Bananas are the most consumed fruit in the US; the average US adult consumes about 25 pounds of bananas per year. Why do we love bananas so much? They are a sweet, healthy, easy portable snack, and they are cheap despite the fact they are not grown in the US but grown in the tropical regions of the world.
They are considered easier to digest and are often recommended to eat when the digestive tract is not feeling well.
Bananas are picked when they are under-ripe and continue to ripen as they travel to the grocery store and after purchase.
Eating bananas at any stage of ripeness is safe, and there are health benefits of eating bananas no matter what phase of ripeness they are.
Whether or not you put your bananas in the refrigerator can depend on if you want to speed up the ripening process or slow it down.
Bananas will ripen faster if they are left out of the refrigerator which can help turn green bananas yellow faster. If bananas are ripe and you don’t want them to get over ripe, putting them in the fridge can help slow down the ripening process.
What happens when bananas ripen?
One of the main differences between a green and yellow banana is the type of carbohydrate in them.
Green bananas have a higher starch content, but as the banana ripens, the starch gets broken down into simpler carbohydrate units.
This is also why riper bananas are sweeter and softer than unripe bananas.
The antioxidant levels in bananas can also change with the ripening process. Green bananas can have lower antioxidant levels compared to riper yellow and brown bananas.
Store them at room temperature to ripen
Storing bananas at room temperature continues the ripening process. If you buy a bunch of slightly green bananas, a few days out on the counter will turn them yellow.
What do you do when you want to speed up the ripening process?
Chiquita (1) recommends putting the unripe bananas in a brown paper bag with an apple or tomato overnight. This should increase the ripening process.
Refrigerate them to slow ripening process
What if your bananas are starting to ripen too fast before you can eat them all?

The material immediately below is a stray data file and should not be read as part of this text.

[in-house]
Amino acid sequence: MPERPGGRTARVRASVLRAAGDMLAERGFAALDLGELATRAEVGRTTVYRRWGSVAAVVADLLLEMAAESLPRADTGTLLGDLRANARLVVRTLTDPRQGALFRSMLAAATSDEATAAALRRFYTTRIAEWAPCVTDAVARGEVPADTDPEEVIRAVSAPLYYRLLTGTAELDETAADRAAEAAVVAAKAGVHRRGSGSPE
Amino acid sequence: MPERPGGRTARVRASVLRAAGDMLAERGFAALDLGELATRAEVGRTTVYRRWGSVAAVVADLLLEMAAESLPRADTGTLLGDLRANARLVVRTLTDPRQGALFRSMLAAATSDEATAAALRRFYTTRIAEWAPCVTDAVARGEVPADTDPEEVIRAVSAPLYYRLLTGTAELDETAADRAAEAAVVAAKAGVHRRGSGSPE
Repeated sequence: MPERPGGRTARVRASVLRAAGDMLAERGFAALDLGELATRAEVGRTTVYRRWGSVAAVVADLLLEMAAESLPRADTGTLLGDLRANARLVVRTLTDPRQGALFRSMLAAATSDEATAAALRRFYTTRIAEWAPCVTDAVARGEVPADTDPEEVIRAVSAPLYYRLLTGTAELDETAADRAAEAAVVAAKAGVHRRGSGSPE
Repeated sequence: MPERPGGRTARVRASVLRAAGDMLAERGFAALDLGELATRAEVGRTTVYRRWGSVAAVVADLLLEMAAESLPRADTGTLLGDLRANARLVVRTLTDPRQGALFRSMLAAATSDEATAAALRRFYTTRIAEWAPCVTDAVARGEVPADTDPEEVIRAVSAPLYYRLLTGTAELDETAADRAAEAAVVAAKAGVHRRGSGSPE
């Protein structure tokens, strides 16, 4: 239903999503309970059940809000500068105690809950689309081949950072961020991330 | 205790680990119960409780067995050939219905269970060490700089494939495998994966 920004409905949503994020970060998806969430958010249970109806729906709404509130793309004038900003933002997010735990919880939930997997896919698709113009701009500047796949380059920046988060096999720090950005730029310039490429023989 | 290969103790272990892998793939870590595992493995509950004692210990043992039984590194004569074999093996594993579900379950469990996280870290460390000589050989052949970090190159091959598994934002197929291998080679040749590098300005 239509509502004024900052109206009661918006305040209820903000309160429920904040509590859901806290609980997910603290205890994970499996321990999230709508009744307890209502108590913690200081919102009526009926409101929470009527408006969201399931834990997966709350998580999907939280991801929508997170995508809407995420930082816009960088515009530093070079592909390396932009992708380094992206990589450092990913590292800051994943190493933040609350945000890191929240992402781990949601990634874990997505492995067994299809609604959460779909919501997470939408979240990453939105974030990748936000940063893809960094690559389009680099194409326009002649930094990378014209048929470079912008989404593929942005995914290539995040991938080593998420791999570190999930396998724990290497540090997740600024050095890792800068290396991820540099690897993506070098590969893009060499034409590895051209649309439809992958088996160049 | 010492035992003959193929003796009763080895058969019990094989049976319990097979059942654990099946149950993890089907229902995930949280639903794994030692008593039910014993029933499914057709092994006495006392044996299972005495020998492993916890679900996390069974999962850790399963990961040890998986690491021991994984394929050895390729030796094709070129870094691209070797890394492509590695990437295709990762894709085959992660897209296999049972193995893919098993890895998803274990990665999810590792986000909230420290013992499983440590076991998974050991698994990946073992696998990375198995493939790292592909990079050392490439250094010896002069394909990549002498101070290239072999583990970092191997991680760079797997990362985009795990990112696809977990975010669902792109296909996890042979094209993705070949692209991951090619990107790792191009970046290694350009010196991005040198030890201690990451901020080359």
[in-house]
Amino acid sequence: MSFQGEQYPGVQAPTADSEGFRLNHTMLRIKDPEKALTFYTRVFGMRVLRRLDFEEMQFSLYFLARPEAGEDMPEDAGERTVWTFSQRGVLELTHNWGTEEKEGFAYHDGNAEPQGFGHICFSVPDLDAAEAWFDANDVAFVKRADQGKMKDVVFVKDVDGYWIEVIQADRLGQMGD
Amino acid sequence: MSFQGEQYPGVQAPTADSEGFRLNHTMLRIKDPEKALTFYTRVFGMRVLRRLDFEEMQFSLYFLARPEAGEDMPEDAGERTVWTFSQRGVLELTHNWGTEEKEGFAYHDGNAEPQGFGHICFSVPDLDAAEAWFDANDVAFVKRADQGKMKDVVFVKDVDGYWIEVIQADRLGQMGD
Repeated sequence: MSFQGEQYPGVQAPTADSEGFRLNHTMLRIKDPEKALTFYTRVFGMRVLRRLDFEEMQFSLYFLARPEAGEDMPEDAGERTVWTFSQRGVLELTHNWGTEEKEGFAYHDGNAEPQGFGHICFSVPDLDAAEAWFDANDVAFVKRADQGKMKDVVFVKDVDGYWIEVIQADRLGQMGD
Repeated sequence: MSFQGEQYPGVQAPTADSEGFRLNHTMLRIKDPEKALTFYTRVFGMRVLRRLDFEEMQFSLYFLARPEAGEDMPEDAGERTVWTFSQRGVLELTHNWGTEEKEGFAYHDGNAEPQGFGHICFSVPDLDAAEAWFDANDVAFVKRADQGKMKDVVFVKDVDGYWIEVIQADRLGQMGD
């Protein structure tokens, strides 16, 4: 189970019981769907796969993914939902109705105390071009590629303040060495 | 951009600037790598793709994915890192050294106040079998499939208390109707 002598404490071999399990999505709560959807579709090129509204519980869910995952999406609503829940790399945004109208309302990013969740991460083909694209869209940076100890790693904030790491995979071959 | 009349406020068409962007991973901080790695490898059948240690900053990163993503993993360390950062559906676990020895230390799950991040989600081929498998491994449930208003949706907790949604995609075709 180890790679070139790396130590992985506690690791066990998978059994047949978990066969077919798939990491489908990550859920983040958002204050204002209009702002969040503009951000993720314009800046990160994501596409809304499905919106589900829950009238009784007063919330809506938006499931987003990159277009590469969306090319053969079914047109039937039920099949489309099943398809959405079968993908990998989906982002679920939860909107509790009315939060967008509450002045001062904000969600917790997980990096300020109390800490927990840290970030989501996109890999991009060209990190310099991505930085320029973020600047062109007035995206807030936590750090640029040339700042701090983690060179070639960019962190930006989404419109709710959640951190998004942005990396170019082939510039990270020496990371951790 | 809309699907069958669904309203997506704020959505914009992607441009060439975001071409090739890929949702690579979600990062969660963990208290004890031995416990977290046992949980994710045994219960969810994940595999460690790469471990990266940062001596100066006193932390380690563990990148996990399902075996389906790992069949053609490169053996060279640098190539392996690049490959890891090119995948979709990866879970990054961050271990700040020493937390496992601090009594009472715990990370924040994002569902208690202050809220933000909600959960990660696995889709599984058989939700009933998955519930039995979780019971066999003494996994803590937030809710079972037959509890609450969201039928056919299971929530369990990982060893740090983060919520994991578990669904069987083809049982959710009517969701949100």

This is when putting the bananas in the refrigerator can be handy. Putting bananas in the refrigerator will have the opposite effect of putting them in a brown paper bag.
Putting bananas in the refrigerator can slow down the ripening process.
You can’t store bananas in the refrigerator indefinitely, but they can last for a couple weeks. The skin on bananas in the frig may start to turn a dark brown or black which can look unappealing, but the banana should be fine so don’t let that deter you.
What to do with over ripe bananas: freezer
What do you do if your bananas go from ripe to over ripe and you don’t want to make banana bread right away?
Instead of pitching them, store them in the freezer. For easiest use, peel the bananas before putting them in the freezer and cut into chunks. Store in air tight containers or zip lock freezer bags.
This source of frozen bananas can be used for baked goods, smoothies or used as a base for ice cream (often called nice cream).
This may be your new favorite way to enjoy bananas! You can make ice cream with just some frozen bananas, dairy or non-dairy liquid and optional ingredients such as nut butter, cocoa powder, liquid sweetener, etc.
Conclusion: counter top, refrigerator or freezer?
The best place to store bananas could be either: the counter top, refrigerator or even the freezer depending on how ripe the bananas are and where you want them to be.
If you want them more unripe and closer to green, you would do best eating them soon after purchasing and storing in the refrigerator to slow down the ripening process.
The skin may turn dark brown or black, but the banana itself will be fine.
If you want to speed up the ripening of bananas, keep them out of the refrigerator and at room temperature.
You could even put them in a brown paper bag overnight to speed up the ripening process if your bananas are really green.
What do you do if your bananas got too ripe too quick? Unfortunately, you can’t undo the ripening process once it’s started.
If your bananas are past being edible on their own and you don’t want to use them up right away, peel them and put them in the freezer.
This can give you a base for making a healthier version of ice cream when you have time for it or give you ripe bananas you can use for making baked goods or to put in smoothies.